During the course of a purchase you see and hear the term title insurance but if not explained your understanding of it may fall to the way side. Here is a brief description of what title insurance is and how it can effect you and your purchase or sale.
Title Insurance is a comprehensive insurance policy under which a title insurance company warrants to make good a loss arising through the defects in title to real estate or any liens or encumbrances thereon. Unlike other types of insurance, which protect a policy holder agains loss from some future occurrence, title insurance in effet protects a policy holder against loss from some occurrence that has already happened, such as a forged deed somewhere in the chain of title.
Needless to say, a title company will NOT insure a bad title any more than a fire insurance company will insure a burning building. However, if upon investigation of the public recordas and all other nmaterila facts, the title company feels that is has an insurable title, it will issue a policy. Generally a title insurance policy will protect the insuraed agains lossess arising from such title defects, “hidden risks” as the flowing: Forgery/ Undisclosed heirs; lack of capacity (minors)/Mistaken legal interpretation of wills/Misfiled documents, unauthorized signatures/Confusion arising from similarity of names/ Incorrectly given marital status or mental incompetence.
The title company will agree to defenc the policy holders title in court agains any lawsuits that may arise from defects covered in the policy.
You should be aware of this:
Title indemnity is made as of a specific date except with pertain policies, a one-time premium is paid and coverage continues until the property is conveyed to a new owner. Title insurance does not run with the land. Coverage is thus limited to the tenure of the named insured, or as long as the insured has liability because of covenants of warranty from a deed of conveyance issued in the past.
In Hawaii most loans secured by real estate have been made by, or assigned to, out of state investors who are not in a position to easily make an onsite inspection of the property in question. Because of this the American Land Title Association (ALTA) extended coverage policy was developed so that only certain companies who were members of the association, and who conformed to certain standards, could insure the subject properties. Since the insurance company theoretically would issue such a policy only after it obtained a complete search of the records a competent survey and a physical inspection of the property, many insured real estate owners or lenders feel that an insurable title is a marketable title.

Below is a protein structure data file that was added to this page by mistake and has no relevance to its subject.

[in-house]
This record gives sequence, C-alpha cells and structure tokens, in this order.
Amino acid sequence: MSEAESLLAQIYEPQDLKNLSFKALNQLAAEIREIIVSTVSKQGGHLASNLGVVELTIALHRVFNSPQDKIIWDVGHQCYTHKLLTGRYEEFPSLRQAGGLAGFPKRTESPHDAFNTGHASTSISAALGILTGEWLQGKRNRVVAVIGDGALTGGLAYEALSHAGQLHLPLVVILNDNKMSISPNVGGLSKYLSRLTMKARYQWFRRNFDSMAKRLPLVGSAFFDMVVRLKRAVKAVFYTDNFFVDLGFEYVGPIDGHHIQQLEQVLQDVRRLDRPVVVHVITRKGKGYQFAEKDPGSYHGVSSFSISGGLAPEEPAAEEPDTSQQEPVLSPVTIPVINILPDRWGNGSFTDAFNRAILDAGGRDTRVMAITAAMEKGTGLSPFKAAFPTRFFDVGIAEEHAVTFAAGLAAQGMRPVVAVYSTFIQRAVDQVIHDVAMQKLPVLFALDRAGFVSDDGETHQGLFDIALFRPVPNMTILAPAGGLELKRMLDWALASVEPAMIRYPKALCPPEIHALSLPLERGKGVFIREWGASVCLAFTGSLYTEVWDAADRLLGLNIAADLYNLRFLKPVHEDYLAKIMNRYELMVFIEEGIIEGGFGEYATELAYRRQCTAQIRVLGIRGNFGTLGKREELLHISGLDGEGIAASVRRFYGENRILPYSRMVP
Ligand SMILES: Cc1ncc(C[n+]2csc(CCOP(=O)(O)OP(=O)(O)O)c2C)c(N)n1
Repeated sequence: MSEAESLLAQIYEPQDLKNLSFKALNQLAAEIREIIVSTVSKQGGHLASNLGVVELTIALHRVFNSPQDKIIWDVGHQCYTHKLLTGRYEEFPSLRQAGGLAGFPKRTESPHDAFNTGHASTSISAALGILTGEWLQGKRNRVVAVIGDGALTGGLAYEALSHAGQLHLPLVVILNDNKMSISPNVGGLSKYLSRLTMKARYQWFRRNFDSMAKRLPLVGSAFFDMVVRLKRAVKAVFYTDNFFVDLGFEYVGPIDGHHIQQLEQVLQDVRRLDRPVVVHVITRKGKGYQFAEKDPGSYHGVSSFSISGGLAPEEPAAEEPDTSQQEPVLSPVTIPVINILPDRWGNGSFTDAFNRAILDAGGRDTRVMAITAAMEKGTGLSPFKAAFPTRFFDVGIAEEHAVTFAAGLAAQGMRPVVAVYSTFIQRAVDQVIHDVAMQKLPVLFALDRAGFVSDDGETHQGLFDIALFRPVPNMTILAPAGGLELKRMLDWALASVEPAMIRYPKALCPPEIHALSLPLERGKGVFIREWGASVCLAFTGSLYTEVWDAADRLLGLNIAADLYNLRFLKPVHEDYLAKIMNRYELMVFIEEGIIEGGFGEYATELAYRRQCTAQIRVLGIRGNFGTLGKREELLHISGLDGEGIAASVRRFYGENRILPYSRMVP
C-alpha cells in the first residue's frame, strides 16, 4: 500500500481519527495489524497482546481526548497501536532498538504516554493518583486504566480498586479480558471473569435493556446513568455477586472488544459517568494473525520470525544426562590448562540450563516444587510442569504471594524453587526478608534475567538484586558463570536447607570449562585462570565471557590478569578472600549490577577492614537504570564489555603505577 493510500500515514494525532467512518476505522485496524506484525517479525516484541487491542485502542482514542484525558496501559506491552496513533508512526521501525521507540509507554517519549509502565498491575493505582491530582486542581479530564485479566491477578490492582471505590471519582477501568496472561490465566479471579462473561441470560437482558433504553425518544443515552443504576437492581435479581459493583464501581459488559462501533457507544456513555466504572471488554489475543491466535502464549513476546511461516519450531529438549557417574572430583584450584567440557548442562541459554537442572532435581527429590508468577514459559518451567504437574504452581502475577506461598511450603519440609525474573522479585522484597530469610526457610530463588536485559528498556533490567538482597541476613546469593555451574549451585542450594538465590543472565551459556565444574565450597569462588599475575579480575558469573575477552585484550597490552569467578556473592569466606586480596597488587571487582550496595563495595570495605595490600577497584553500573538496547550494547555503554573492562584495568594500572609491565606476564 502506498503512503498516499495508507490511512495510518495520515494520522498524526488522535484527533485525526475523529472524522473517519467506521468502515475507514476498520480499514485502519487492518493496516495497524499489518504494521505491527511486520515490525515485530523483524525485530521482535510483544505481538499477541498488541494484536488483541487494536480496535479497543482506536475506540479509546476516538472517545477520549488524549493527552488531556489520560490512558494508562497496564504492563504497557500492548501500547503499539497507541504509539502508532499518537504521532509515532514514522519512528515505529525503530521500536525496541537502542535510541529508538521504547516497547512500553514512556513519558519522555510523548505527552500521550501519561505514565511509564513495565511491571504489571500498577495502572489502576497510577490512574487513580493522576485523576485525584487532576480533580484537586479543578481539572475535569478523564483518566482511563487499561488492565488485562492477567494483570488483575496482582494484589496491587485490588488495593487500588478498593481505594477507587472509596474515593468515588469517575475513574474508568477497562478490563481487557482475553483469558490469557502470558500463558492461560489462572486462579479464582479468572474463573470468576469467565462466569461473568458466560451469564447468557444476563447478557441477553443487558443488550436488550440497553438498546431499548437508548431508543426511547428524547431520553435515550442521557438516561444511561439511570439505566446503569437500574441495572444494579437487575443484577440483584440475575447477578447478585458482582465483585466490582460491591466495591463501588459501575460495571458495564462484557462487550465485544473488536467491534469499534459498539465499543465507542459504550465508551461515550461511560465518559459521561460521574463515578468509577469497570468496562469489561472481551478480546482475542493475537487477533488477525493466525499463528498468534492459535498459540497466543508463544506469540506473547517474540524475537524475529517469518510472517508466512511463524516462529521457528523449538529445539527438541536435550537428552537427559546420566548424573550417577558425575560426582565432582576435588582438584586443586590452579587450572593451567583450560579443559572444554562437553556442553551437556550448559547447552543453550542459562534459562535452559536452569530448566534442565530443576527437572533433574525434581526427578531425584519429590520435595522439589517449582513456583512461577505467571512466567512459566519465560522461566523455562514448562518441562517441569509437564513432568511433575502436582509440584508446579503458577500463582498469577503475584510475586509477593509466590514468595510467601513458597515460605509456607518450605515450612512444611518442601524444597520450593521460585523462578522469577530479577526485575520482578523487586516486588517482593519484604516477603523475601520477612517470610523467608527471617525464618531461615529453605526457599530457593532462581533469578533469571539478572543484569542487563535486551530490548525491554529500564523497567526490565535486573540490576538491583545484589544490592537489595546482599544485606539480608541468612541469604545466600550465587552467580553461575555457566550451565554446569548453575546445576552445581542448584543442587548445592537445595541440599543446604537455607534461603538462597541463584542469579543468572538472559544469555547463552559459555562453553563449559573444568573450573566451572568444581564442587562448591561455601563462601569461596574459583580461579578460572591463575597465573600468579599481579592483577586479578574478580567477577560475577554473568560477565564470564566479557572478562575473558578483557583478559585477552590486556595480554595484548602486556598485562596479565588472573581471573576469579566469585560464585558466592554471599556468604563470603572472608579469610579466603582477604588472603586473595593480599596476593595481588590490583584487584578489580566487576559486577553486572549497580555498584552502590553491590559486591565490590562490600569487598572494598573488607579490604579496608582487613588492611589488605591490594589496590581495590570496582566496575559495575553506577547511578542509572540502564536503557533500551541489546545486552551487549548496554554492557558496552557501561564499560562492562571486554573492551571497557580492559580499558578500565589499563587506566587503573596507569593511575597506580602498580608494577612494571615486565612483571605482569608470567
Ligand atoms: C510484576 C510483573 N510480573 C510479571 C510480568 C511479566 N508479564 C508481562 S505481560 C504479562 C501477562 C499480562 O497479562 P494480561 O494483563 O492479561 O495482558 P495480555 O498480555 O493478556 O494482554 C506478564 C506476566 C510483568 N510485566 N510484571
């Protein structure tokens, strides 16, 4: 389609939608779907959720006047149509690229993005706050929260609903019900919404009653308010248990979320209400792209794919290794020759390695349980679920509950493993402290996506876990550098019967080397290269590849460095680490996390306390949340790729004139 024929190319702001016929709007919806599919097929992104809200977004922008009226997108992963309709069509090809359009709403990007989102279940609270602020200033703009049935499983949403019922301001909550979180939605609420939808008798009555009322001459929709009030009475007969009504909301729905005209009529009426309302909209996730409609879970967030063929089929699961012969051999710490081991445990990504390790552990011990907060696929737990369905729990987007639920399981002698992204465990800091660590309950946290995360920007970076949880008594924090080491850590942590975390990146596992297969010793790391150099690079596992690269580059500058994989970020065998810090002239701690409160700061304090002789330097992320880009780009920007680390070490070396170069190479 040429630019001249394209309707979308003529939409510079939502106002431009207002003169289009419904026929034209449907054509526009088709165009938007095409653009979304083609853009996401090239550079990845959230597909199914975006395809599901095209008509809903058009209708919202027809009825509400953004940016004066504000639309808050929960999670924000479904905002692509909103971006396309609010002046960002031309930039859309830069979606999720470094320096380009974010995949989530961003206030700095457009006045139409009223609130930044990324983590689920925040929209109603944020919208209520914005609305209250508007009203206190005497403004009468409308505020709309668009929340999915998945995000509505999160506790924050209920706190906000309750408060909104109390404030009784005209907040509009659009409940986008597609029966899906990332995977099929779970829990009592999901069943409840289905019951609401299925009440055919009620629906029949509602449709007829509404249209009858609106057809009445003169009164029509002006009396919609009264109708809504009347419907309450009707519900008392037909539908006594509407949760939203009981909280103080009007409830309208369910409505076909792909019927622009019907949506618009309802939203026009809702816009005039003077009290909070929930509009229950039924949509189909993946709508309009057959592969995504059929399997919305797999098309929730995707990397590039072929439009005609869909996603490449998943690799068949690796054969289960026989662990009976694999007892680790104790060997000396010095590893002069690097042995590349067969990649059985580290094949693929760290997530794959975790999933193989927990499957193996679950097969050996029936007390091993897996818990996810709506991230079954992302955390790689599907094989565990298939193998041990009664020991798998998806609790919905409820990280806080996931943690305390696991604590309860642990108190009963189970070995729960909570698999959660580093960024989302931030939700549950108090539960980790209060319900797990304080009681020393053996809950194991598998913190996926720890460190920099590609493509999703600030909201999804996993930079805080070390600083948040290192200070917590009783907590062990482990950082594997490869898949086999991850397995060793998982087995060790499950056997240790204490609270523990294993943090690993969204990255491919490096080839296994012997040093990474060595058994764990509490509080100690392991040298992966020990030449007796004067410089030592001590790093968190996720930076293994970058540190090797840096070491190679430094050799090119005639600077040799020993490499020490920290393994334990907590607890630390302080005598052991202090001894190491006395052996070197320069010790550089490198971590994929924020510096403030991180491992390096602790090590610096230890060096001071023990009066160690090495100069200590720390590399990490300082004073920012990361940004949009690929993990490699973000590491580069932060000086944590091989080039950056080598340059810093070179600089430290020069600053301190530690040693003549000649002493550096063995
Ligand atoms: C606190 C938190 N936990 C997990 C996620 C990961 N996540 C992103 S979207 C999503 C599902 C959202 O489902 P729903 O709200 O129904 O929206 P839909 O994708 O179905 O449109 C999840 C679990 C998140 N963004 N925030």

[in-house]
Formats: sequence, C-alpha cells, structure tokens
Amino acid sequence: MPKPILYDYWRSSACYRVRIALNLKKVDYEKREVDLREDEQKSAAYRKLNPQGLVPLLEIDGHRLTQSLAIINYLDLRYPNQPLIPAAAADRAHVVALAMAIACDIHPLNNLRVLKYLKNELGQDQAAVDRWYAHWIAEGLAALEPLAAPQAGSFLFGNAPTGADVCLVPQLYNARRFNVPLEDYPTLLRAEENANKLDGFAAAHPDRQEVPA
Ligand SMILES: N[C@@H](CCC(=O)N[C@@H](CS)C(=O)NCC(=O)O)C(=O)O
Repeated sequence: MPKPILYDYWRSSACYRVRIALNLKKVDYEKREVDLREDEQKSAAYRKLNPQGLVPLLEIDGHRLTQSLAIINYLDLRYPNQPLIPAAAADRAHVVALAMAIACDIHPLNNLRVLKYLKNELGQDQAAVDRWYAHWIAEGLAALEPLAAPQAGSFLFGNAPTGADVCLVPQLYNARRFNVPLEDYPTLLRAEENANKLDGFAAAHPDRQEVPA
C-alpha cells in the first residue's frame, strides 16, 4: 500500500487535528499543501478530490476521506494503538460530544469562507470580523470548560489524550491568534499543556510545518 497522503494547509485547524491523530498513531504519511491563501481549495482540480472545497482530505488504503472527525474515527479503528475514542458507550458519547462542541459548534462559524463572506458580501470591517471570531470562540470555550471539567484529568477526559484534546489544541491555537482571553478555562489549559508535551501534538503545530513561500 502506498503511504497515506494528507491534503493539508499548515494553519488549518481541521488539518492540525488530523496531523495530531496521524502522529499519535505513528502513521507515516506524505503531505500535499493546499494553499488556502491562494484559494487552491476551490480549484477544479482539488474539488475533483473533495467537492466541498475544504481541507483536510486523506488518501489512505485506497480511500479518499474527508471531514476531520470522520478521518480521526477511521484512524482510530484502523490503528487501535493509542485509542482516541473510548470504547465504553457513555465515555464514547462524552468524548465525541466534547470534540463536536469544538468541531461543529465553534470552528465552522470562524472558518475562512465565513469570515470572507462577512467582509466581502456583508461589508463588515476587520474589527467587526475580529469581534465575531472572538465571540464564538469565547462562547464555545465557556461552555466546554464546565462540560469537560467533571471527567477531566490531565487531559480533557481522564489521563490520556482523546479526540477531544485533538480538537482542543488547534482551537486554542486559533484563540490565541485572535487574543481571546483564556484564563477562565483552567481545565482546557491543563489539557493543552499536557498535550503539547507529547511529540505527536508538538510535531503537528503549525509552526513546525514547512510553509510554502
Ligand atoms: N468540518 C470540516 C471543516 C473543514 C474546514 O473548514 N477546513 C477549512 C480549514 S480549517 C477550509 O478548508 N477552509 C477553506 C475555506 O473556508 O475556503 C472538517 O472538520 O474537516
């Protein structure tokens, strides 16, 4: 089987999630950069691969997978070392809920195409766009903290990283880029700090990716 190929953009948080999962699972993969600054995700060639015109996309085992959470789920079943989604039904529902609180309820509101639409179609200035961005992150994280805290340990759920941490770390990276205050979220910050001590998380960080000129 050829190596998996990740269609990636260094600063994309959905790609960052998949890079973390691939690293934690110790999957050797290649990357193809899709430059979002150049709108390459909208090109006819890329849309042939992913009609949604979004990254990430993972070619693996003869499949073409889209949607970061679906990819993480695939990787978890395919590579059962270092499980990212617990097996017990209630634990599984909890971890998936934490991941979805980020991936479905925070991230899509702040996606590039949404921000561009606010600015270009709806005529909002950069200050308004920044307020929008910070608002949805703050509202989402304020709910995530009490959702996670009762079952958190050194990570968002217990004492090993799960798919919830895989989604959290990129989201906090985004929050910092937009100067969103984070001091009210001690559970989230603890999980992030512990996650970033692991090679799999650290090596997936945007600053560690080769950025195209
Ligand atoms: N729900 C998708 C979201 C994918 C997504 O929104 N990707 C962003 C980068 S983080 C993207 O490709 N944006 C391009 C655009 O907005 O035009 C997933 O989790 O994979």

There are two major types of title insurance.
1.Onwers policy- AN owners policy is issued for the benefit of the owner. It is NOT transferable or assumable, and is a one time fee based on the full purchase price. If there is a change in owners, the new purchaser would need to obtain a new policy. For an added premium, title companies will issue an extended coverage owners policy for certain properties to cover possible title defects excluded from standard coverage. Such title defects may include the rights of parties in possession, in questions of survey and unrecorded liens.
2.Lendres policy-ALso called a mortgagee’s policy, this policy is issued for the benefit of a mortgage lender. It protects the lender against the same defects as an owner is protected agains under an owners policy (plus additional defects) but the liability of the company issuing the policy is limited to the mortgage loan balance as of the date of the claim. In other words, liability under a lenders ploy reduces with each mortgage payment as is voided when the loan is completely paid off and released. Because of this reduce liability, a lenders policy usually costs less than an owners policy. Since the policy is for the protection of the lender, and offers protection up to the unpaid decreasing balance of the mortgage, if a buyer were to buy by way of assumption of the existing mortgage the policy would then also be assumable. This policy too, is a one time fee.
Title insurance policies usually do NOT cover such risks as defects in boundaries and survey encroachments, unrecorded easements, unrecorded mechanics liens, taxes and assessments no yet due or payable, zoning and governmental regulations, certain water and mining claims, loss of land due to accretion, avulsion or erosion, rights of parties in possession ( oral or unrecorded leases, unrecorded contracts of purchase, those claiming title by adverse possession, etc) and any facts, rights, interests, or claims which are not shown by the public record, but which could be disclosed by a surveyor’r report obtained through an inspection of the land ( an encroachment)
Local practice and custom here in Hawaii suggests that the seller pay for 60% of the cost of a standard coverage policy for the buyer while the purchaser pays 40% of the premium for standard coverage title insurance plus any additional costs relating to the issuance of an extended coverage policy ( including a lenders policy) Title insurance may be required by custom, even where the title is registered in the Torrens System (Land Court) to protect against items not shown on the transfer certificate of title (unrecorded liens, such as federal tax liens) Note that if an insured property appreciates in value, or when an expensive improvement is made, it is a good practice to increase the amount of title insurance to cover possible increased losses. Newer policies have an “inflation guard” endorsement to cover appreciation.